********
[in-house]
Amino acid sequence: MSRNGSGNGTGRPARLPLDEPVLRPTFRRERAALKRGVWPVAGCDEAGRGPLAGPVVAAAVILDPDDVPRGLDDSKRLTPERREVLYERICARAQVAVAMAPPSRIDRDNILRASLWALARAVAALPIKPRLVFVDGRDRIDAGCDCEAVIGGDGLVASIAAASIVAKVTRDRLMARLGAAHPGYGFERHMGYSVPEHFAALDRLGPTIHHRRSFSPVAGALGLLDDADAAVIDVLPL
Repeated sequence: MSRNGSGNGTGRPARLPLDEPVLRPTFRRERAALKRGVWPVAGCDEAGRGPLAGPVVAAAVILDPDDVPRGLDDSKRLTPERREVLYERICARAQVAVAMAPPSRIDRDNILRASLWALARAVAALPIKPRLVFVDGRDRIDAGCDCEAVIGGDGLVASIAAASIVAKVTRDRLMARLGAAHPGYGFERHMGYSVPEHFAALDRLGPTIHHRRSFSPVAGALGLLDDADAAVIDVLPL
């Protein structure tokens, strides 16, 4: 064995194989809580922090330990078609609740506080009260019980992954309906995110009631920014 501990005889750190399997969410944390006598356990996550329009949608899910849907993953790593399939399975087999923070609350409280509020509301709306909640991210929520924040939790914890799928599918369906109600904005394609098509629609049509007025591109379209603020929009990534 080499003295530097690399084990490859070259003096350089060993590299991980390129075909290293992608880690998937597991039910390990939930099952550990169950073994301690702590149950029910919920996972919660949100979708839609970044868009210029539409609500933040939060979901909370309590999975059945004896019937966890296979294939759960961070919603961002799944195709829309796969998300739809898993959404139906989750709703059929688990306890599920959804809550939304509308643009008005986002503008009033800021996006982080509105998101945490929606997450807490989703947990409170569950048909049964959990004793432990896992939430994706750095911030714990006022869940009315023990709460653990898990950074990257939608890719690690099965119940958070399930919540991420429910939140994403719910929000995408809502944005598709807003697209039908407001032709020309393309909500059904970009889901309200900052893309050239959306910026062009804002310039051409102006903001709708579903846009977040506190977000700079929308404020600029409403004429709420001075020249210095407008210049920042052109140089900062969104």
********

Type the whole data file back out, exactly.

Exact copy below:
[in-house]
Amino acid sequence: MSRNGSGNGTGRPARLPLDEPVLRPTFRRERAALKRGVWPVAGCDEAGRGPLAGPVVAAAVILDPDDVPRGLDDSKRLTPERREVLYERICARAQVAVAMAPPSRIDRDNILRASLWALARAVAALPIKPRLVFVDGRDRIDAGCDCEAVIGGDGLVASIAAASIVAKVTRDRLMARLGAAHPGYGFERHMGYSVPEHFAALDRLGPTIHHRRSFSPVAGALGLLDDADAAVIDVLPL
Repeated sequence: MSRNGSGNGTGRPARLPLDEPVLRPTFRRERAALKRGVWPVAGCDEAGRGPLAGPVVAAAVILDPDDVPRGLDDSKRLTPERREVLYERICARAQVAVAMAPPSRIDRDNILRASLWALARAVAALPIKPRLVFVDGRDRIDAGCDCEAVIGGDGLVASIAAASIVAKVTRDRLMARLGAAHPGYGFERHMGYSVPEHFAALDRLGPTIHHRRSFSPVAGALGLLDDADAAVIDVLPL
């Protein structure tokens, strides 16, 4: 064995194989809580922090330990078609609740506080009260019980992954309906995110009631920014 501990005889750190399997969410944390006598356990996550329009949608899910849907993953790593399939399975087999923070609350409280509020509301709306909640991210929520924040939790914890799928599918369906109600904005394609098509629609049509007025591109379209603020929009990534 080499003295530097690399084990490859070259003096350089060993590299991980390129075909290293992608880690998937597991039910390990939930099952550990169950073994301690702590149950029910919920996972919660949100979708839609970044868009210029539409609500933040939060979901909370309590999975059945004896019937966890296979294939759960961070919603961002799944195709829309796969998300739809898993959404139906989750709703059929688990306890599920959804809550939304509308643009008005986002503008009033800021996006982080509105998101945490929606997450807490989703947990409170569950048909049964959990004793432990896992939430994706750095911030714990006022869940009315023990709460653990898990950074990257939608890719690690099965119940958070399930919540991420429910939140994403719910929000995408809502944005598709807003697209039908407001032709020309393309909500059904970009889901309200900052893309050239959306910026062009804002310039051409102006903001709708579903846009977040506190977000700079929308404020600029409403004429709420001075020249210095407008210049920042052109140089900062969104």